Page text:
Article by Melanie Whelan, March 15 2016. See the original Courier article here:

Young women are becoming complacent when it comes to the Pap test.

New data has revealed an almost seven per cent drop in cervical cancer screening rates for women, aged 20 to 29 years old, across the state.

Ballarat father-of-two Lucas Ellis said a Pap test was a little bit of awkward for a lot of peace of mind. He has remained vocal about men playing a more encouraging role for the women in their lives, after losing his wife Melissa to cervical cancer in 2010.

Melissa was 34 years old.

“We were sitting down on the couch together about 12 months before her diagnosis when an ad came on television about it. I asked how long since she had been tested and her answer was abrupt…I wish I had pushed more,” Mr Ellis said. “I encourage women to get it done, even though it’s an uncomfortable procedure, and for men to be understanding and supportive about testing.

“Once upon a time, breast screening was a taboo topic but its all just part and parcel of getting testing done now.”

In Ballarat, only 56.8 per cent of women are getting regular Pap tests. This is compared to 57.1 per cent in 2006-07. Ballarat ranks in the bottom 30 per cent of local government areas with the lowest rates of women having regular tests, according to the Victorian Cervical Cytology Registry.

Proportion of women tested about the region has also dropped marginally in Golden Plains (62.7 percent regularly tested) and Hepburn (60.3), while screening rates in the Pyrenees Shire have slid from 56.9 per cent to 53.8 and among the lowest rates in the state.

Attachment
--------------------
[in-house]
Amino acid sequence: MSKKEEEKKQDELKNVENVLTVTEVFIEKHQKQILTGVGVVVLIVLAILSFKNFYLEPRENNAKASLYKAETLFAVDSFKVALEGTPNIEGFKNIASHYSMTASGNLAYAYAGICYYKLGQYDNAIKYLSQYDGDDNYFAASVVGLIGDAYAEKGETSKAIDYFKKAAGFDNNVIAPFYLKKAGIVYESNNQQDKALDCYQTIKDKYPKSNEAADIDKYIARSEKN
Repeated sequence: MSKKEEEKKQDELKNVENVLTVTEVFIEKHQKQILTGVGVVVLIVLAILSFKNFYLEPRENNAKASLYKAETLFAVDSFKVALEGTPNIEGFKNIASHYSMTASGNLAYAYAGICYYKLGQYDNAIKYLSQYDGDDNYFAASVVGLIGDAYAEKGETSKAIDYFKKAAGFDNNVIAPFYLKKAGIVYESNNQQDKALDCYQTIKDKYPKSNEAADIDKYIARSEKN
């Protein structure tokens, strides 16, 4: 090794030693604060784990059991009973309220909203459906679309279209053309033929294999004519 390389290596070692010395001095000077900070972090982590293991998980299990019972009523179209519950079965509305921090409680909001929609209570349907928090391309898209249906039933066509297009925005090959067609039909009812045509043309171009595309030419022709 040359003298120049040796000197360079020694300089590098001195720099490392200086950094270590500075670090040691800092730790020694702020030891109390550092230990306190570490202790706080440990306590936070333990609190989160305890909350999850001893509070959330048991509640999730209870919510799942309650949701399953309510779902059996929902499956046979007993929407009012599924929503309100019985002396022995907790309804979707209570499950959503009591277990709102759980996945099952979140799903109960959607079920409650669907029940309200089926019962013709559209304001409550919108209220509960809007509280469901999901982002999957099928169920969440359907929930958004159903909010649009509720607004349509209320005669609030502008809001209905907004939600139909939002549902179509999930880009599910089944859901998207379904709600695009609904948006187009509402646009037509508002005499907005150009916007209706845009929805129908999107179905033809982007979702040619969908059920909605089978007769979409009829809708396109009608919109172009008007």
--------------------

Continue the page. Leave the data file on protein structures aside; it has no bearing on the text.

National guidelines recommend all women aged 18 to 70 who have ever been sexually active should have a Pap test every two years – even if they have had a HPV vaccine, which may only protect against certain strains.

Most women with cervical cancer have not had regular Pap tests.

Early stages of cervical cancer often have no symptoms but can be preventable if caught early. Regular screening plays a key role in early detection.

Mr Ellis said his family had no idea. The week before Melissa’s diagnosis, they had been on a family holiday in Queensland.

All of a sudden, Melissa experienced heavy bleeding and was sent to a specialist in Melbourne. She died three months later.